A private legal practitioner is advocating for a review of the processes leading to the approval of a Chief Justice nominee to make room for a thorough discussion by parties involved.
Ace Kojo Annan Ankomah believes the factors that go into the appointment of the head of the third arm of government and the approval process need tweaking if the country wants to be the ultimate beneficiary.
The outspoken lawyer told Samson Lardy Anyenini on the Joy FM/MultiTV’s news analysis programme, Newsfile Saturday, not all the questions posed to CJ nominee, Sophia Akufo Friday, was important.
“I had expected some debate on her stern judicial opinion, structures between structural and procedural law,” the legal practitioner registered his disappointment.
Parliament’s Appointments Committee vetted Justice Sophia Akuffo for six long hours as the country’s next Chief Justice. She will replace Justice Georgina Theodora Wood who retired from the office this month if successfully approved by Parliament’s plenary.
The Supreme Court judge was quizzed on a broad range of issues bordering on legal education, some rulings given by the Supreme Court and the independence of the judiciary.
The Harvard-trained lawyer mounted a strong defense against suggestions that the Ghana School of Law has become moribund that need to be scrapped.
“What happens in the universities at the faculties of law is that they educate people academically on the law [but] the Ghana School of Law is a professional training facility and that is where the theories learnt in classrooms are supposed to be taught from a more practical point of view,” Justice Akuffo said.
She also advanced an uncompromising position on the issue of mob justice that is on the increase in the country. She was forthright a quality justice system will inject some modicum of confidence in the people to desist from taking the law into their own hands.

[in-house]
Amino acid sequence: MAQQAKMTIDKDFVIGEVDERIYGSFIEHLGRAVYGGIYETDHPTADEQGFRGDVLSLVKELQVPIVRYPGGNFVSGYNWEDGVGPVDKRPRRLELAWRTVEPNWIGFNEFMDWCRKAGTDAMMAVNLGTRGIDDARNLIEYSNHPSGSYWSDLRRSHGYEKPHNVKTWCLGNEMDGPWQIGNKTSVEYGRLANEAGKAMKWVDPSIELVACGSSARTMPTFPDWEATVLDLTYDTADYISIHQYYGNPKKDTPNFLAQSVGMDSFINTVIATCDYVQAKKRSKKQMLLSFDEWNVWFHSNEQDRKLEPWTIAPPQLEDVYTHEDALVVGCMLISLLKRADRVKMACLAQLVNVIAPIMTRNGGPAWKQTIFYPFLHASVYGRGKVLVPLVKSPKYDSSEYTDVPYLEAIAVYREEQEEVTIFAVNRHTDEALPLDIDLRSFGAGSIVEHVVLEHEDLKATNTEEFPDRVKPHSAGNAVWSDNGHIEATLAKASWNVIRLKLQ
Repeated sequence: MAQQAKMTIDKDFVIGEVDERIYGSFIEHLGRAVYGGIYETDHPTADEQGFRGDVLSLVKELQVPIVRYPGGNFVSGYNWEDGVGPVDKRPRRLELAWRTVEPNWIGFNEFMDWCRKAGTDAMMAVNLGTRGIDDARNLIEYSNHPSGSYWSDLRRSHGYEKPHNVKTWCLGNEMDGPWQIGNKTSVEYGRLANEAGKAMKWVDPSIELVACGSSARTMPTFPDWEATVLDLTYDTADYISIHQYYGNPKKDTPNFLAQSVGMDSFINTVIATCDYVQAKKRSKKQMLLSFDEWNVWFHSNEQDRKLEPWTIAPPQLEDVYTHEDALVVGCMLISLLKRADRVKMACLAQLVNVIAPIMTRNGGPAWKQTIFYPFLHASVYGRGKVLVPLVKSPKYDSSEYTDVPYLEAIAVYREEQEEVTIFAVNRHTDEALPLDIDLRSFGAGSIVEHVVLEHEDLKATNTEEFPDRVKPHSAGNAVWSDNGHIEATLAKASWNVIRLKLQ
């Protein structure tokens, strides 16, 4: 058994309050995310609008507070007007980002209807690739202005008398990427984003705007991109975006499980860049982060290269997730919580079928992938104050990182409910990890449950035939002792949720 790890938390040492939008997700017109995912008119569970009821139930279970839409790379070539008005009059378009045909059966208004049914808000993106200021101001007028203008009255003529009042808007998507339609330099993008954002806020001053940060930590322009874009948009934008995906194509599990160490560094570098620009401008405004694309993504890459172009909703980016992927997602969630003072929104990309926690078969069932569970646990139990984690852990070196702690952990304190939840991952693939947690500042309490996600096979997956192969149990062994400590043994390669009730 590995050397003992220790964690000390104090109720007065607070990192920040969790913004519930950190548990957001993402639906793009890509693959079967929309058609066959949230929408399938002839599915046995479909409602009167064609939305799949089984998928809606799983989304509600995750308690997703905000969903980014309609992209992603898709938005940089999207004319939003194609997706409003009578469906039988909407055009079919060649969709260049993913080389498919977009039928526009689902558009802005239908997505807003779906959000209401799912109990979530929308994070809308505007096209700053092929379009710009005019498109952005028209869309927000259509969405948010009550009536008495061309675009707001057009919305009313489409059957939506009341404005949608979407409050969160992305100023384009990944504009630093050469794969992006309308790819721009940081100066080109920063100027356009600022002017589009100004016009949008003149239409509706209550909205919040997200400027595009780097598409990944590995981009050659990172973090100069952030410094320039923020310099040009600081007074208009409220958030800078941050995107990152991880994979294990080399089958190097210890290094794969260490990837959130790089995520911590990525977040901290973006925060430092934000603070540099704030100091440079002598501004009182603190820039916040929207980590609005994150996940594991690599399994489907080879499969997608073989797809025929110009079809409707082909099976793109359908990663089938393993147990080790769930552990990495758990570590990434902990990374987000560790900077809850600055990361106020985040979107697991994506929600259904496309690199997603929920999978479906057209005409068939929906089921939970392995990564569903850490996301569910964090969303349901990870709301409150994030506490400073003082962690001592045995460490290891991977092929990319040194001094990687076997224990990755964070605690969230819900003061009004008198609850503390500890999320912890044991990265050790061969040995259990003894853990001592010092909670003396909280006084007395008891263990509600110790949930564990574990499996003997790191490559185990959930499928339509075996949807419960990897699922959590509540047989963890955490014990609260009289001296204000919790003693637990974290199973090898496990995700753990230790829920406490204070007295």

Justice Akuffo also described as “distasteful” the practice of legal practitioners advertising their works on social media.
Some legal practitioners have been displeased with the line and quality of questions posed to the incoming Chief Justice by some lawmakers who were part of the 30-member strong Committee.
While some were impressed with some of her answers, she has equally been criticised for refusing to answers questions, some of which were before the Supreme Court.
But Mr Ankomah believes that time has come for the appointment and approval processes of a Chief Justice to be reviewed.
On his part, Vice President of IMANI-Ghana, Kofi Bentil said the vetting process is the right place for issues to be explored thoroughly by both the lawmakers and CJ nominee.
“That forum where you talk or ask questions of the CJ should be a place where you interrogate their philosophy and their jurisprudential slant,” he said.
Mr Bentil said in the United States, every judge at supreme court is known for his “jurisprudential slant” that decides the direction certain issues will take especially abortion right.
He, however, said he would have been happy to pick the thought of Justice Akuffo on the structures between “structural and procedural law.”
“It’s a big issue for me and a big debate in law school…” he said.